A few weeks ago, I was driving from Lethbridge to Calgary with Heather Morley, our VP of Development and Community Relations in Western Canada when she told me a story about her nine-year-old daughter Lauren. Someone at school had shared a troubling secret, leaving Lauren in a difficult position. Should she remain silent or take action to avert a potential crisis? After talking to her mother, Lauren soon came to her own conclusion: “I guess I’ll just have to be a leader.”
This brave nine-year-old was exactly right. Leadership is not about convincing others to follow you. In fact, leadership isn’t really about other people at all. It’s about discovering your own values, then standing up for them. It’s about identifying your skills and gifts, then embracing them wholeheartedly. It’s about realizing you have power, then choosing to exercise it.
When you do these things, you become a leader even if that wasn’t your original goal. An accidental leader can still be a great leader.
Many women get anxious at the idea of ‘becoming a leader.’ We doubt we have what it takes. We worry people will think we’re too bossy. Besides, we’re already juggling too much and don’t want any more responsibility. But leadership doesn’t have to mean climbing the corporate ladder or running for political office (though we desperately need more women to hold formal power). We can also effect tremendous change by more consciously recognizing the power we have in our families, within our circle of friends, and in our own neighbourhoods. It all starts with becoming the leader of our own life (How To, page 19).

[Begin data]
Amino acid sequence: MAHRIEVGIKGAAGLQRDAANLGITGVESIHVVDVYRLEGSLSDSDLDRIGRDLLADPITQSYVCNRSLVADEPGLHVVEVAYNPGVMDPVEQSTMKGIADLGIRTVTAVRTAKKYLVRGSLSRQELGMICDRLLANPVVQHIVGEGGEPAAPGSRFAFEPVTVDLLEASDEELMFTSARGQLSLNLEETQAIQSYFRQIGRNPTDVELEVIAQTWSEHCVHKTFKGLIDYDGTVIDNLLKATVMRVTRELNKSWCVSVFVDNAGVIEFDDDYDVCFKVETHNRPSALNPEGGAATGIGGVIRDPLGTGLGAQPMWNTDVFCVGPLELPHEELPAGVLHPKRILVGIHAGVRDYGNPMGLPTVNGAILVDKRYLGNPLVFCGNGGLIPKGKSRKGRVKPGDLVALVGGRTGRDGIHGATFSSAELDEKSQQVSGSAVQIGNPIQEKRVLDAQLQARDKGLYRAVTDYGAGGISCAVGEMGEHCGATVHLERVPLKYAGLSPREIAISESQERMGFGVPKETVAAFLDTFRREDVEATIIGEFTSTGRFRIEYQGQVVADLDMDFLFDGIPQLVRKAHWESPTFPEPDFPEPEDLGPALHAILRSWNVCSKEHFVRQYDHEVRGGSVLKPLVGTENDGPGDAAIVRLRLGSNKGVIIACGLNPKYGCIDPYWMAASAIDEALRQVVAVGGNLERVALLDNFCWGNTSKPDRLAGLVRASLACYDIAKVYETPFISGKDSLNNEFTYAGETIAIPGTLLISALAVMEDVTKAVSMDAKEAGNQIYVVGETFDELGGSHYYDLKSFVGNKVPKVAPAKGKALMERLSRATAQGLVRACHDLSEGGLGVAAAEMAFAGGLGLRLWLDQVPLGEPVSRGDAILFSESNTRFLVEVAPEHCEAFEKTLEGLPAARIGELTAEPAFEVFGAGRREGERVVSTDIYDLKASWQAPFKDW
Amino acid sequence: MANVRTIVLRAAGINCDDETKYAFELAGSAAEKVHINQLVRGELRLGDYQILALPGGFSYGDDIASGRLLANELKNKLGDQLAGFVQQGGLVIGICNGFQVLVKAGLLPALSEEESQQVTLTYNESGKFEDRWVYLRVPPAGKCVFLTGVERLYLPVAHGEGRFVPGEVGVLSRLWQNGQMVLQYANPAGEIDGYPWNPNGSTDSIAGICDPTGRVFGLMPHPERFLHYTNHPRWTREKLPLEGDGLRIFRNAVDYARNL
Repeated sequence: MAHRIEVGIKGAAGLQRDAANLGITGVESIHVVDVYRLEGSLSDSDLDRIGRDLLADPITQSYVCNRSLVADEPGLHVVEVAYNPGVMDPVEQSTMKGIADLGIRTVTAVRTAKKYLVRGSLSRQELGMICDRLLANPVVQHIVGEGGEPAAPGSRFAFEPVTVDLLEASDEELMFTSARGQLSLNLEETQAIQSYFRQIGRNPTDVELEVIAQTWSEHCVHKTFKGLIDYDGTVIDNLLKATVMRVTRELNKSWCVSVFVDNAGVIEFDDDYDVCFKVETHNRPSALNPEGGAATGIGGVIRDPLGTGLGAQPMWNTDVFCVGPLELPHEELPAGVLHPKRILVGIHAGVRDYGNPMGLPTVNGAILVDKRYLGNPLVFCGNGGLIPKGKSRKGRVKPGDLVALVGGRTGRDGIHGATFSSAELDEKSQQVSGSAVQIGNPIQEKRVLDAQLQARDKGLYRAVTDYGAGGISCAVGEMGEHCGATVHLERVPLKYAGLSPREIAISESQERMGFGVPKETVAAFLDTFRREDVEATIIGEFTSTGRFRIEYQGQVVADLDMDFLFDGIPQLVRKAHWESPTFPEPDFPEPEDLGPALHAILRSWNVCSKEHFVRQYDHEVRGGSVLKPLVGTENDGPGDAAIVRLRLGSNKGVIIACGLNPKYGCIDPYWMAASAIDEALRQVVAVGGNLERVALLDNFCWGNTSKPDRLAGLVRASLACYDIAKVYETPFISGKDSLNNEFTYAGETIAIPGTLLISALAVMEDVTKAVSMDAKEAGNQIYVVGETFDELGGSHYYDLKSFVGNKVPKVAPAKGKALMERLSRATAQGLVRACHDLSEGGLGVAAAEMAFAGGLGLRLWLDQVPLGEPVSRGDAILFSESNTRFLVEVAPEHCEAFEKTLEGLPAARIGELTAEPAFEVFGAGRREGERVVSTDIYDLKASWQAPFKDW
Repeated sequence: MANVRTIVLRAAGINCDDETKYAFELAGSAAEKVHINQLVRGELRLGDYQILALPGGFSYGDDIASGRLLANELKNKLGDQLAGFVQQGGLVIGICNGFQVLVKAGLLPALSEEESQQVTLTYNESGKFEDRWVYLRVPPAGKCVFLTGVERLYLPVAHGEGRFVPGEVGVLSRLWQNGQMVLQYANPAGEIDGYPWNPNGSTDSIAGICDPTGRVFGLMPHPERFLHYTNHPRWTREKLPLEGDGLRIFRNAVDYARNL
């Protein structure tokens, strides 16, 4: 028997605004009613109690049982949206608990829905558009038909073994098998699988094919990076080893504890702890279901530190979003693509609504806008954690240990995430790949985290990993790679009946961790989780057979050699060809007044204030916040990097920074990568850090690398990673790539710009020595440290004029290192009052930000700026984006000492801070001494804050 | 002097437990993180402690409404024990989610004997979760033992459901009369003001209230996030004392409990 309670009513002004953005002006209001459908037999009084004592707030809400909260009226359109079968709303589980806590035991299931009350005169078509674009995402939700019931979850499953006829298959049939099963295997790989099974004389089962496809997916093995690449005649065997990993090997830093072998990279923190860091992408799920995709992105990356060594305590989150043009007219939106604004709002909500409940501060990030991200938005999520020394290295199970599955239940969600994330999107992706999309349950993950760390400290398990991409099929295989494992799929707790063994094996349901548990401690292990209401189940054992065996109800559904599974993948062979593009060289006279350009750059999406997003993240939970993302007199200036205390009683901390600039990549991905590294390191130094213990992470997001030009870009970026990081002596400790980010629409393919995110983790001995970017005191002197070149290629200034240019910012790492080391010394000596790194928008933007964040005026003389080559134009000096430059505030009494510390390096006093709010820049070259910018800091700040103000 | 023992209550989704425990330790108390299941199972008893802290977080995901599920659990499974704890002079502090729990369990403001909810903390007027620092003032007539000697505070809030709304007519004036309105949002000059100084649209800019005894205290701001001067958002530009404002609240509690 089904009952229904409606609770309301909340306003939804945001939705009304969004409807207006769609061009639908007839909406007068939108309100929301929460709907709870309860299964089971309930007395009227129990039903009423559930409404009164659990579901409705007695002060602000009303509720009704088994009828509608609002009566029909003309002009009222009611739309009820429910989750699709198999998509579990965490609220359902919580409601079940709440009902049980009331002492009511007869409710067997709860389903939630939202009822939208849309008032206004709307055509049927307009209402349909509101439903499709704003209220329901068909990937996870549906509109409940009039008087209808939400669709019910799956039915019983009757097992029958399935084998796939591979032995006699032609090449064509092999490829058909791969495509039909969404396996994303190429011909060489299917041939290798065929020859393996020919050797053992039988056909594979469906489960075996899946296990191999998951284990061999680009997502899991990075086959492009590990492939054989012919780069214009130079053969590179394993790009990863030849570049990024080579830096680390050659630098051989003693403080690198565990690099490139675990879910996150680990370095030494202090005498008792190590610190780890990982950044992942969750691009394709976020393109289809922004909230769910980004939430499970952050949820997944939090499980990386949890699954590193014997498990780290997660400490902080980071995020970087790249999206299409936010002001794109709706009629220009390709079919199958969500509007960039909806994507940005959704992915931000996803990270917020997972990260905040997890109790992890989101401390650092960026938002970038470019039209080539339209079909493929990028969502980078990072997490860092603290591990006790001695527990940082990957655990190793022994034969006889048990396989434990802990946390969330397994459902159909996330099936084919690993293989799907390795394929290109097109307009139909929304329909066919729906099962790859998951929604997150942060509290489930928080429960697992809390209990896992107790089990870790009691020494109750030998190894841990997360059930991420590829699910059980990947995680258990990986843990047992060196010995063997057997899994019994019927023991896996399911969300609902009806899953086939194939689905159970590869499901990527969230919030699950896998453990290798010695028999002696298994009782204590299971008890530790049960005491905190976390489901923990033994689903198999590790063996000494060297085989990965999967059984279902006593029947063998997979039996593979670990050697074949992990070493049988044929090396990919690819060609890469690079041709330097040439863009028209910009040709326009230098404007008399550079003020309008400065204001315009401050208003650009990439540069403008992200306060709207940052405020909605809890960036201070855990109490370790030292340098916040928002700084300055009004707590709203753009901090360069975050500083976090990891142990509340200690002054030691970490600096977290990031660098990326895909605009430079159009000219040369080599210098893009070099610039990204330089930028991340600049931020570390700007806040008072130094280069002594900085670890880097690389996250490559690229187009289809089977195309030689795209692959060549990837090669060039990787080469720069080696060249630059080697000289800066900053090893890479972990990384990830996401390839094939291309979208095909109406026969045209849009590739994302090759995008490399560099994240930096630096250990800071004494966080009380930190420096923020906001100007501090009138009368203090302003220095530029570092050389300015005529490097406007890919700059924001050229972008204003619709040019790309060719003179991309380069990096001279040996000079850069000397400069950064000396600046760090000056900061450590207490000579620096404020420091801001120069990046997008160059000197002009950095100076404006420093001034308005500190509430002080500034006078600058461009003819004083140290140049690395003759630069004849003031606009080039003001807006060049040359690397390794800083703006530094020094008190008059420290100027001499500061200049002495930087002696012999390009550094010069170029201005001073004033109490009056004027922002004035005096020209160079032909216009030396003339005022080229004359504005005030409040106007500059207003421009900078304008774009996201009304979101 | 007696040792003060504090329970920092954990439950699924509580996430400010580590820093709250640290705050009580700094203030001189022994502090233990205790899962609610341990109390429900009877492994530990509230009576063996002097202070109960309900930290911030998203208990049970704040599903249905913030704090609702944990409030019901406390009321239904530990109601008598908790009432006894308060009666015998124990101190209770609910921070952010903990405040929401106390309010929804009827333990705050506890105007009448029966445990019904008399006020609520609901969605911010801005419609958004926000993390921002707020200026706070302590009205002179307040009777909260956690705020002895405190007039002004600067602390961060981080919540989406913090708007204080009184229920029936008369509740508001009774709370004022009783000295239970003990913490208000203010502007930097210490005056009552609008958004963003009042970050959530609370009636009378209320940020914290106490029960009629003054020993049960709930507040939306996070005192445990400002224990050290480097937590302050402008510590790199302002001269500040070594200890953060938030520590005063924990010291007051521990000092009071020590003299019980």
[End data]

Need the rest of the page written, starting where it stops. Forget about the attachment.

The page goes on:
This issue is packed with inspiring stories about leadership. You’ll meet Lethbridge resident Christopher Rout, who speaks out against violence on behalf of his mother, Joanne (Christopher’s Story, page 6). You’ll learn that women’s leadership is not a new idea: women were the traditional leaders of Aboriginal peoples until their power was stripped away through colonization (Yes Your Are, page 10). And you'll meet a CBC journalist who was so convinced she was not a leader she almost turned down my invitation to write our guest column (She Says, page 20).
You become a leader when you take action to create the future you want. So let’s go!
Diane Hill, SHE Editor, Senior Writer, Canadian Women’s Foundation
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